In the book I'm reading, the main character speaks using katanaka in suffixes, part of the words and some particles, like:





I know katakana is also used for emphasis, but I'm not sure how I should understand that: is the character stressing more that part of the word? Is it just a graphical tool to give her character? Is it meant to be a defect in how she speaks, and if so how would that sound aloud?

As context, the character is a robot: at the start of the book she is a very high-specs robot, literally better than what you can find in commerce, but at some point she ends up in an old model body, while keeping her high-specs mental circuitry. Before that change, she speaks normally; after, she starts with katakana.

  • Not sure: in my example it isn't used for a character raised abroad, so it would be to add some flavor and/or eccentricity (maybe following the huge change the character underwent?), like you say in that answer? If so, yes, it does answer; otherwise I'm still not sure about what does it add in my case. Whatever the case, thanks for the link.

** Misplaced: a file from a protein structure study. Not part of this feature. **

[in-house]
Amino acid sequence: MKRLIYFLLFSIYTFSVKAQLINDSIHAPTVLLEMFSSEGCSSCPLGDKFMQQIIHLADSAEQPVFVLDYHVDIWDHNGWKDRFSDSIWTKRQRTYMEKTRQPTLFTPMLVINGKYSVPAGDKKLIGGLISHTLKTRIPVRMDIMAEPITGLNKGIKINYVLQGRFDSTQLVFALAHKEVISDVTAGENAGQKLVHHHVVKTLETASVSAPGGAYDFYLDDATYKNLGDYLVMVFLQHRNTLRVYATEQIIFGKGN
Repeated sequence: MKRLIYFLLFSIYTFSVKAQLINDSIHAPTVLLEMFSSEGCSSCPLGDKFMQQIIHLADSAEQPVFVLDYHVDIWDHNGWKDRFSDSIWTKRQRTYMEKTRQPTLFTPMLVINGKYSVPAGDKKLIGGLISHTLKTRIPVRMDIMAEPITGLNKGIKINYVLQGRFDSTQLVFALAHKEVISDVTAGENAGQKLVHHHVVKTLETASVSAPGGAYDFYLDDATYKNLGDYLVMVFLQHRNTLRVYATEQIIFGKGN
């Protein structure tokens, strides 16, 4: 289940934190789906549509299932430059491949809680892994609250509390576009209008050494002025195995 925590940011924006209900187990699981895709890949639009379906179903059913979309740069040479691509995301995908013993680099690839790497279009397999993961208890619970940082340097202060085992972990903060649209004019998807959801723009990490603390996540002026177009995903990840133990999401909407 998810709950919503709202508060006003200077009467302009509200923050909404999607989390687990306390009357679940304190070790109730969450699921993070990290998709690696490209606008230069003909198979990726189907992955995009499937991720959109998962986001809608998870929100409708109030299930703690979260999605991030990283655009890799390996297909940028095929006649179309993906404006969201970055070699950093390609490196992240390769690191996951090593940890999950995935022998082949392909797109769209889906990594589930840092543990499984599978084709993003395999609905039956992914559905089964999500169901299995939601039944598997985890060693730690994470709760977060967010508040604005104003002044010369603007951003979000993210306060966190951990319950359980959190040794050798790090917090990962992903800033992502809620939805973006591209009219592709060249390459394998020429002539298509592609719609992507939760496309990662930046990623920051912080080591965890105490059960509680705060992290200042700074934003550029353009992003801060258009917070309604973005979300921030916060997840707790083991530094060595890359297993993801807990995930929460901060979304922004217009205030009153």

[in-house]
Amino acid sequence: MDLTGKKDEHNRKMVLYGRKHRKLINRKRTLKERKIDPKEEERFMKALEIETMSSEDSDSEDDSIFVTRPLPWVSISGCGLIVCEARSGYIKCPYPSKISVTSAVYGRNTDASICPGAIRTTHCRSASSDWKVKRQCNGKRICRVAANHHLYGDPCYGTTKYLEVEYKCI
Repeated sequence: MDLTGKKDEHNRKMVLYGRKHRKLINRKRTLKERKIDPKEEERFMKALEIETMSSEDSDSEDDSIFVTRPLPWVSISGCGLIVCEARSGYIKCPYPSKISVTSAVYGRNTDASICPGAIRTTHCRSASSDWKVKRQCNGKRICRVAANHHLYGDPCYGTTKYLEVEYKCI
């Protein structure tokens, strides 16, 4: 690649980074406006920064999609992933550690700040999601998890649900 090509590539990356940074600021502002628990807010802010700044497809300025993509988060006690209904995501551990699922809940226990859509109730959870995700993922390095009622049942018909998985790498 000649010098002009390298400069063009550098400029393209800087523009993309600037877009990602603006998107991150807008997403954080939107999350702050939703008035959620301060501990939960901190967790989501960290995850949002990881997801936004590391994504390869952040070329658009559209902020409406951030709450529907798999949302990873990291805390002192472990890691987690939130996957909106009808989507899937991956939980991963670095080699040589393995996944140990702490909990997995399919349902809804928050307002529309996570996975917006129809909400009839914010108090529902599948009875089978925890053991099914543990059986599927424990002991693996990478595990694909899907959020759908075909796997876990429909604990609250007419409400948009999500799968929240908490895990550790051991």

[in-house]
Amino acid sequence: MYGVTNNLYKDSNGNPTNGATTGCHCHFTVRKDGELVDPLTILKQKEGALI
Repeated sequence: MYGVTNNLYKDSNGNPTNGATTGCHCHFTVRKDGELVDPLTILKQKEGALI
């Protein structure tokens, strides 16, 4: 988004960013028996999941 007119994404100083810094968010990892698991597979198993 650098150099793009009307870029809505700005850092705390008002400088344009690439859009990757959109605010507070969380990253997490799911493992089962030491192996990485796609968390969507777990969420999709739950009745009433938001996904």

– Mauro
    Aug 13, 2021 at 16:36
  • 2
    Maybe the author needed some way to indicate the character's speech got affected, or somewhat broken, when she got into the old body?
    – aguijonazo
    Aug 13, 2021 at 23:13
  • 1
    Correct, here it indicates this robot speaks imperfect Japanese. That "flat" robot speech heard in old movies has often been rendered in all katakana.
    – naruto
    Aug 14, 2021 at 1:47
  • I'm not sure I ever heard movies like that; I guess the Japanese isn't imperfect as words / grammar, since that's fine in the book, so do you mean imperfect as intonation, or also pronunciation (like saying "jo" instead that "yo" for よ, as a Spanish-speaker I know did when studying Japanese)?
    – Mauro
    Aug 14, 2021 at 9:30


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